President TrumpDonald John TrumpArizona GOP Senate candidate defends bus tour with far-right activist Alyssa Milano protests Kavanaugh in 'Handmaid's Tale' costume Bomb in deadly Yemen school bus attack was manufactured by US firm: report MORE's attorney Rudy Giuliani said on Tuesday that he wants the parameters of an interview between the president and special counsel Robert MuellerRobert Swan MuellerSasse: US should applaud choice of Mueller to lead Russia probe MORE to be set by May 17, which is the one-year mark for when Mueller was appointed to probe possible ties between the Trump campaign and Russia's efforts to influence in the presidential election. 

"You need a sort of action-forcing event. I think that's a good one for us, is the special counsel," Giuliani told NBC's Kristen Welker. 

He added that the deadline is tentative and an actual interview would not happen by that date.

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"I can't walk into it and say 'absolutely.' I don't speak for them. I don't know if it can get complicated by another, you know, another situation where they – we find that they've engaged in misconduct," he continued. 

"That would really kind of put the whole thing back. That's what happened here before. If this goes normally, around that time would be a good time to get at least the parameters of the interview agreed on. Certainly not the interview, because of all the foreign policy, national security things that are going on right now," he said.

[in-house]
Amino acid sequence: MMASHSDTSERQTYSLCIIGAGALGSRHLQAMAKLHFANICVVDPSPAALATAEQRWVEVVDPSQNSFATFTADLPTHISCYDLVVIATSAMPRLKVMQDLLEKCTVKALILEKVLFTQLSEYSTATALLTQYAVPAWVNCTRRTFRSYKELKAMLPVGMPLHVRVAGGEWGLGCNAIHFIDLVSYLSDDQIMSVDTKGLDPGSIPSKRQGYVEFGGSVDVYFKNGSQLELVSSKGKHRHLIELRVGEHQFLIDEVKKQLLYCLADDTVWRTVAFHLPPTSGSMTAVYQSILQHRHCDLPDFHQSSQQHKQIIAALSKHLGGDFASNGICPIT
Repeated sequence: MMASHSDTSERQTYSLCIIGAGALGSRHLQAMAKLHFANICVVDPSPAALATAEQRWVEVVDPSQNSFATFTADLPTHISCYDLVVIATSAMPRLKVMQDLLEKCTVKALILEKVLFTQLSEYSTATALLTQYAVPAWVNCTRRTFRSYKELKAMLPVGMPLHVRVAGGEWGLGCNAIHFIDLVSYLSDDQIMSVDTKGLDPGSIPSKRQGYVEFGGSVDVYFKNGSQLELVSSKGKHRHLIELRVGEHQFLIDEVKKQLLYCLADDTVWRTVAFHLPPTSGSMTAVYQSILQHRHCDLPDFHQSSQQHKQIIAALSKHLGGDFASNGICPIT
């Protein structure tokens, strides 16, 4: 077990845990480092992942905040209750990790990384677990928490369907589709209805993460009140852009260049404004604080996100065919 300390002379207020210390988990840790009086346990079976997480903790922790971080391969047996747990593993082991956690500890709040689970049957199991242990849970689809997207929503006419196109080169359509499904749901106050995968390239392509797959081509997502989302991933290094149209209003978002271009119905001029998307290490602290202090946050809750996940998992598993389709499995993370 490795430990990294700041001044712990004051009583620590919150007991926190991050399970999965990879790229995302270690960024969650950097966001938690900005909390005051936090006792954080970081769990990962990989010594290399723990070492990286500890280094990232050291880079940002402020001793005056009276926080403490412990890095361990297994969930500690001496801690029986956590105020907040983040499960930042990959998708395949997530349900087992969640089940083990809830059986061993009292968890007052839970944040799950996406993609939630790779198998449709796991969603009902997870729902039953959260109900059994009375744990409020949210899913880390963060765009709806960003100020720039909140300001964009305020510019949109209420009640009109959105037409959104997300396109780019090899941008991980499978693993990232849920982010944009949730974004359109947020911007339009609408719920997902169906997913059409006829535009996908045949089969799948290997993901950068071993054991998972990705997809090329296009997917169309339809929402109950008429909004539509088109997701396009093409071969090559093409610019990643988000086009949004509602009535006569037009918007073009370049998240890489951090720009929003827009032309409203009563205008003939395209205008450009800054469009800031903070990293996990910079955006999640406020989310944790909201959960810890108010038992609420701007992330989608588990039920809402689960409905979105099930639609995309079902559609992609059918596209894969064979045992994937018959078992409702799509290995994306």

Giuliani went on to detail what he said he believed the parameters should be, including written questions and questions narrowly focused on the investigation. 

"We would like written questions like President Reagan got. We would like ... we would like to have him, you know, work out the answers, so that they can be careful answers that are as fruitful as memory allows, and we would, we would want a narrowing of the questions, so that they’re focused on what this investigation is about, and not how it’s sprung into all different irrelevant directions," he said. 

Trump said last week that he would "love" to speak with Mueller but only if he would be "treated fairly."

The former New York City mayor joined Trump's legal team last month. 

Giuliani told The Hill last week that the president's legal team was "several weeks away" from determining whether Trump would agree with an interview with Mueller.  

“The more objective [Mueller] is, the more likely we would be willing to cooperate. The less objective, then we would be foolish to do that,” he said. 

Giuliani made headlines last week after he told Fox News that Trump reimbursed his personal attorney, Michael Cohen, for his $130,000 payment to adult-film star Stormy Daniels as part of a nondisclosure agreement to keep Daniels silent about the affair she says she had with Trump in 2006. The comments appeared to contradict Trump's previous denial that he knew about the payment.

Giuliani said on Sunday that Cohen would have paid other women in addition to Daniels if deemed necessary.